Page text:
Prior to Luke 10, the disciple John questions Jesus as to if these people who have not been following him are allowed to cast out demons in his name. Jesus responds that he who is not against them is for them. He stresses the importance of his followers understanding that expanding his kingdom is a multiplication process. Jesus just needs those who are willing to share what he has done for them, regardless of how imperfect they may be.

You Should Stay:
In this chapter, Jesus sends out 72 disciples to go into the cities he is about to visit. Jesus again challenges his followers to trust him to provide for them physically and take nothing along their journey. He urges them not to skip any houses and tells them that if they are supposed to stay in that house they will know because his peace will rest there. Jesus says humbly receive what is given to you by the house you stay at; do not be ashamed to take what is given to you.

You Must Leave:
Then, Jesus tells the disciples that they should not stay in a house if there is spiritual conflict there. If the people are unteachable and unwilling to invest in God’s messengers, the disciples were instructed to move on to the next house. We cannot become discouraged when not everyone we encounter is ready to hear what God is doing in our lives.
We have a duty to share with everyone we encounter the love of God and how a relationship with Jesus has affected our life. Jesus told the disciples to share one message with those who experienced a miracle: “The Kingdom of God has come near to you.” God desires to use your hands to tangibly touch the lives of others for his name’s sake. He wants you to share his good news with anyone who is willing to listen.

Pastor Zac Breckenridge
LifeBridge Jonesboro

Walk the Walk

In last week’s blog we discussed how to talk the talk, but everyone knows that is irrelevant if we don’t walk the walk as well. When it comes to being a Christian, Jesus made it very clear that our lives are to be expressions of love, honor, and forgiveness. How we see this develop in our lives is often times in reverse order of that, though.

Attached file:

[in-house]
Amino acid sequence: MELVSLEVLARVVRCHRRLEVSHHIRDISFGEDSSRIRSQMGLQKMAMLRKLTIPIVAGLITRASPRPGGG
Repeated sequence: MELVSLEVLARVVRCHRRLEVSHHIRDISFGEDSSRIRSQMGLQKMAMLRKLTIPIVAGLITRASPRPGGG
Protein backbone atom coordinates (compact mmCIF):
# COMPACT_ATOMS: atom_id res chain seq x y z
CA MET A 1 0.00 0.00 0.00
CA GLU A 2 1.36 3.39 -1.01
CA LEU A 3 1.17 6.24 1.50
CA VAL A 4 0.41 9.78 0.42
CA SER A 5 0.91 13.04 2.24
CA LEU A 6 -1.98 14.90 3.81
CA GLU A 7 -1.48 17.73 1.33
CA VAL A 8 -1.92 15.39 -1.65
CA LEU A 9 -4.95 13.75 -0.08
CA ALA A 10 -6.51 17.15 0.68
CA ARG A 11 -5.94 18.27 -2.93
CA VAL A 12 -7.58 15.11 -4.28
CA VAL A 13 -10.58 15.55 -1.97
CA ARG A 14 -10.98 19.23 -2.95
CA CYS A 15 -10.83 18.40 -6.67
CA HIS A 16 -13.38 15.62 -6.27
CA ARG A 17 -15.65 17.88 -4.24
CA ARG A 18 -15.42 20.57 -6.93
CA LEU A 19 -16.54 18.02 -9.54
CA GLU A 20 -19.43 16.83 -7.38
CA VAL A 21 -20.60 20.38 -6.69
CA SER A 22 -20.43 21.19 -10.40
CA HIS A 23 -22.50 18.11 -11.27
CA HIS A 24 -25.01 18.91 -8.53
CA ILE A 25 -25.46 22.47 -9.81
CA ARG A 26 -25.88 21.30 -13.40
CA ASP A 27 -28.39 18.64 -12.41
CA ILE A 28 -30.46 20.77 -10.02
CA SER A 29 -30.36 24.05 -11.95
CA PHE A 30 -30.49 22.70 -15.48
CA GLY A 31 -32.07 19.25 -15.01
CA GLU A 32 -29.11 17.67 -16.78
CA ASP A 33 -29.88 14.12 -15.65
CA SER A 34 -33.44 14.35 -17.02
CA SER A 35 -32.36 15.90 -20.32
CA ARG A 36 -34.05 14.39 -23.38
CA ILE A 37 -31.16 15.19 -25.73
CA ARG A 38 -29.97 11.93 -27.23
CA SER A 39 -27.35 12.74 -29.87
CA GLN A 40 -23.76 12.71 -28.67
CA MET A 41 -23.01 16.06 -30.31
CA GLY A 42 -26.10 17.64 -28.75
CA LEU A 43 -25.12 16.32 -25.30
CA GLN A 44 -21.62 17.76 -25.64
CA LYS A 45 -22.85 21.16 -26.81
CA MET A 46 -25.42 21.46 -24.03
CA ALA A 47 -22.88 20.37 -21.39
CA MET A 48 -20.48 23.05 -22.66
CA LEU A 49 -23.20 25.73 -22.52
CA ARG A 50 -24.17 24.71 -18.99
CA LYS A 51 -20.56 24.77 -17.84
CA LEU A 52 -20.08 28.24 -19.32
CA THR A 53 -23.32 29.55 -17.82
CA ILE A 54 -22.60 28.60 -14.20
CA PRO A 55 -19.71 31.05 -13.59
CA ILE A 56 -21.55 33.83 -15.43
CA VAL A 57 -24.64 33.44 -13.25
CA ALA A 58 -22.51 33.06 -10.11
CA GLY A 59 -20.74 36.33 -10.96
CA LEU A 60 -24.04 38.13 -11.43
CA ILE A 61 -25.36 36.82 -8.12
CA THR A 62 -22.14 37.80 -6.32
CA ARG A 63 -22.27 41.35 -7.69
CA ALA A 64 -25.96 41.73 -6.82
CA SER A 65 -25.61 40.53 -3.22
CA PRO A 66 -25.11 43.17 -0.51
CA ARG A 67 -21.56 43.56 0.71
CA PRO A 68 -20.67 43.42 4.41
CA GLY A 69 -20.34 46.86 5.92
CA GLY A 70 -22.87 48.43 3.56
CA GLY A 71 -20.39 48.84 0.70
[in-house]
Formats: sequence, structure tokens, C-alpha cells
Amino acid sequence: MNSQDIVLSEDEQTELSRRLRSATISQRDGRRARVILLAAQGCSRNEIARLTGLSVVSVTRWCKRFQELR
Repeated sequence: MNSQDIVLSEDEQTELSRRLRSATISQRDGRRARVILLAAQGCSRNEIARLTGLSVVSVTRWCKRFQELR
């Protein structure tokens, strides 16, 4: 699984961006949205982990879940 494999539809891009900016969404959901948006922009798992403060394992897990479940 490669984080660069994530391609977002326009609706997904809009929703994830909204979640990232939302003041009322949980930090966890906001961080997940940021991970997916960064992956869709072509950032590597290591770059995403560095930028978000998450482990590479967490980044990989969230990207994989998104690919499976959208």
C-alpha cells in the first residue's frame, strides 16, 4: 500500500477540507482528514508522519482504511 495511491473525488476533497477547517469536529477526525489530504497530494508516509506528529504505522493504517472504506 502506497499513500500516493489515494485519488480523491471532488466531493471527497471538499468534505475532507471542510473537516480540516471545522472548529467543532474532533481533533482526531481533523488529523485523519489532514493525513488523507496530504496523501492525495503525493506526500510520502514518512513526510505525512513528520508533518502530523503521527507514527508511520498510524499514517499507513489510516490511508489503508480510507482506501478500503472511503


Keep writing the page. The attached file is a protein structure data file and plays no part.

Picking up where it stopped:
Forgive:
Forgiveness means to count any debt as a loss. Forgiveness does not seek any restitution for wrongs committed. I’ve often heard people say, “Well I’m not going to forgive you until…” In Matthew 18, Jesus addresses how we should act when we’ve been hurt by a brother. He doesn’t even speak about the sin or give instruction to the person who committed the act. Jesus paid for all sin on the cross. Ultimately, even when a brother sins against us, that sin has been paid for and we must trust the Holy Spirit to develop them to a point where they experience the freedom they have been given.

Honor:
Honor is lifting someone up to the level they should be at, even when they’re not there. Honor does everything to not only seek to give forgiveness (mercy) to someone who has messed up, but to give them the grace (unmerited favor) to empower them to do what they should have been doing all along. Honor doesn’t ignore the problem, but it restores the individual.

Love:
We all know what love is. It’s everywhere you look. You cannot get away from love. Television, movies, social media, eHarmony, Christian mingle…. our society’s definition of love is everywhere. But overexposed sensuality isn’t exactly how the Bible describes love. 1 Corinthians 13:4-7 says, “Love is patient and kind; love does not envy or boast; it is not arrogant or rude. It does not insist on its own way; it is not irritable or resentful; it does not rejoice at wrongdoing, but rejoices with the truth. Love bears all things, believes all things, hopes all things, endures all things.” Wait… that’s what love is? Love is the essence of seeing perfection in imperfect people.